Three San Diego men had much to be thankful for Thursday after their 24-foot dive boat sank, forcing them to endure 15 hours in the chilly seas off Santa Catalina Island before they were rescued.
"It's a great Thanksgiving," said Ken Gerken, 35, as he and the two others recuperated at an Avalon hospital. "When we first sank, we saw Dana Point pretty clear. We saw the Orange County lights, and then they all disappeared. . . . I just kept praying to God that I wouldn't give up."
The three men, who had been diving for sea urchins off the coast of Catalina, were returning to Dana Point Harbor on Wednesday night when two waves washed over their bow. Skipper Matthew Pressly, 30, said he barely had time to make one radio distress call before the boat capsized.
"All of a sudden, I looked down and we had 12 inches of standing water," Pressly said. "The stern of the boat went upright. I tried to jump in and get a wet suit and life jackets, but it was like a bad submarine flick.
"I got into the cabin and this tremendous force of water slammed me against one side of the cabin. I grabbed what I could. . . . Afraid? Was I afraid?" he said. "That's putting it mildly."
Pressly managed to grab a suit for himself and the top half of a wet suit for Gerken. The third survivor, Dennis Dehrens, 31, wore only jeans, a sweat shirt, jacket and tennis shoes in the 58-degree water.
When the three were admitted to the hospital, Dehrens' body temperature was only 92 degrees--1 1/2 hours after they were rescued.
During the first hour after the boat sank, the three commercial divers were able to cling to the bow, which bobbed near the water's surface. After that, they survived by lashing together the bumpers that protect the boat's bow and using them for flotation. Breathing was difficult because of the cold, and because water around them was covered with gasoline--apparently from a tank aboard the boat that had ruptured.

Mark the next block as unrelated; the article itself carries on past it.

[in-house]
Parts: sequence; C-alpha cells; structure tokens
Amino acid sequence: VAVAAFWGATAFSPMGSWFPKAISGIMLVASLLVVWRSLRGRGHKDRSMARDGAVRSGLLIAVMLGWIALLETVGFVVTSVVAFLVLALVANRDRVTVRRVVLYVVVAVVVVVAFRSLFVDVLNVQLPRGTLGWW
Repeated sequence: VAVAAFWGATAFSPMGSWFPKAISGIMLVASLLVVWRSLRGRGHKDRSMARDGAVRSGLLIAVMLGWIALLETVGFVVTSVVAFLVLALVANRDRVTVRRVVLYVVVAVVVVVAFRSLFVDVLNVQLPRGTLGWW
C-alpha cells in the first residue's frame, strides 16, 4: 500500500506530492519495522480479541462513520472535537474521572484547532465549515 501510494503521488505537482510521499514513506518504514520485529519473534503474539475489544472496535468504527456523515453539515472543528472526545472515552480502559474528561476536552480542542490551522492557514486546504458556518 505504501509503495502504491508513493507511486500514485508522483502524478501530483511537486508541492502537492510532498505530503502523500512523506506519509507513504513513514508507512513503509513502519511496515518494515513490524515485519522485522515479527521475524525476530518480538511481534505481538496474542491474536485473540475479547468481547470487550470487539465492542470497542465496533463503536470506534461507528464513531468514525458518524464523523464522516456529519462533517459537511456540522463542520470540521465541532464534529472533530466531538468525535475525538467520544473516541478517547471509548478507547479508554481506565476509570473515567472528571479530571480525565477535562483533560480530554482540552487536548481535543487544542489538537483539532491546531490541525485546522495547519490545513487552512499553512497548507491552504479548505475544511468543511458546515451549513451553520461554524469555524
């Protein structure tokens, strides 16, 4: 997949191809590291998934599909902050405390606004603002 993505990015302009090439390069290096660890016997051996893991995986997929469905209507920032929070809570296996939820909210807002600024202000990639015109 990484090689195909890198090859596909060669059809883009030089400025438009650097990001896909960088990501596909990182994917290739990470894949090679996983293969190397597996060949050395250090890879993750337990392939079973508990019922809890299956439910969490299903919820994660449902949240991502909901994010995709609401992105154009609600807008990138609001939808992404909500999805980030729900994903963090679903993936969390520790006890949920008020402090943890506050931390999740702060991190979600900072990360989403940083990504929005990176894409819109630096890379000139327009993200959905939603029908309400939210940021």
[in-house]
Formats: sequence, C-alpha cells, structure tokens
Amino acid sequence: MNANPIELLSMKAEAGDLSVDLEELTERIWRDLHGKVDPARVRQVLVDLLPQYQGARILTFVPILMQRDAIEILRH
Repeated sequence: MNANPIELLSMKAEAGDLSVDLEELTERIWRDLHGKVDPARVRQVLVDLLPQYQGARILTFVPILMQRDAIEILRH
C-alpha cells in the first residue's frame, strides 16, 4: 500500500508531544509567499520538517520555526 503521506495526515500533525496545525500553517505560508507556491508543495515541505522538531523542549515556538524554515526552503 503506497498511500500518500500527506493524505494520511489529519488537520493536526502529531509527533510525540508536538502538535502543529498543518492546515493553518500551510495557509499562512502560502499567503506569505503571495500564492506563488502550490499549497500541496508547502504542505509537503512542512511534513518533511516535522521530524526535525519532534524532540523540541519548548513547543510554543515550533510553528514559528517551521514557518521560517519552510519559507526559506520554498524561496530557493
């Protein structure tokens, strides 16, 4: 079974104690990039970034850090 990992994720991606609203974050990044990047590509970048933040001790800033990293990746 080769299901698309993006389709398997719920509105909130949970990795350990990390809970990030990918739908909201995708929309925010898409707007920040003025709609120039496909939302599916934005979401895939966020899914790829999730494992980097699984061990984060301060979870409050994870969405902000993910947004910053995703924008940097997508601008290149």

The ordeal grew worse after they decided to separate. Pressly, wearing the full wet suit, set off to swim to Catalina; it appeared about seven miles away. Gerken, a veteran diver, remained with Dehrens.
While Gerken and Dehrens struggled to stay afloat, the lines binding them to their makeshift buoys began cutting into their skin. The salt water irritated the cuts, causing them to swell, limiting their mobility.
Pressly, meanwhile, swam against the cold currents, alone in the dark ocean. The three men spent a harrowing night waving and shouting at U. S. Coast Guard helicopters and vessels that came close but never heard or saw them.
"I didn't think I could make it," Pressly said. "I saw the Coast Guard helicopter and all these boats going by us. I was cramping up. To be quite honest with you, I cried. I couldn't hold back. I had just about given up."
To bolster his morale, Pressly said, he thought of his children--Lucas, 8, Samantha, 6, and Jamie, 4.
"I would have been eating turkey with them (Thursday)," Pressly said. "I was the one who was going to prepare our Thanksgiving and they were upset with me."
Finally, just before noon, a private vessel, The Webfoot, spotted Gerken and Dehrens, who were still clinging to the bow bumpers in the choppy waters about four miles southeast of Catalina. When plucked from the water, Dehrens was so exhausted he couldn't make the three steps into the rescue vessel.
"They had to help me in the boat," he said. "They grabbed me, poured buckets of coffee in me and had me naked and in a sleeping bag before we picked up Matt."
Pressly was found and rescued 20 minutes later. At the Avalon hospital, where the three men were treated for mild hypothermia before returning by shuttle to Long Beach, doctors told them that they owed their survival to being in good physical shape.
All three praised their rescuers, as well as the paramedics and hospital staff.
"I couldn't believe the people here at the hospital," Gerken said. "They all have been so nice to us. The doctors even volunteered to go home and get us Thanksgiving food."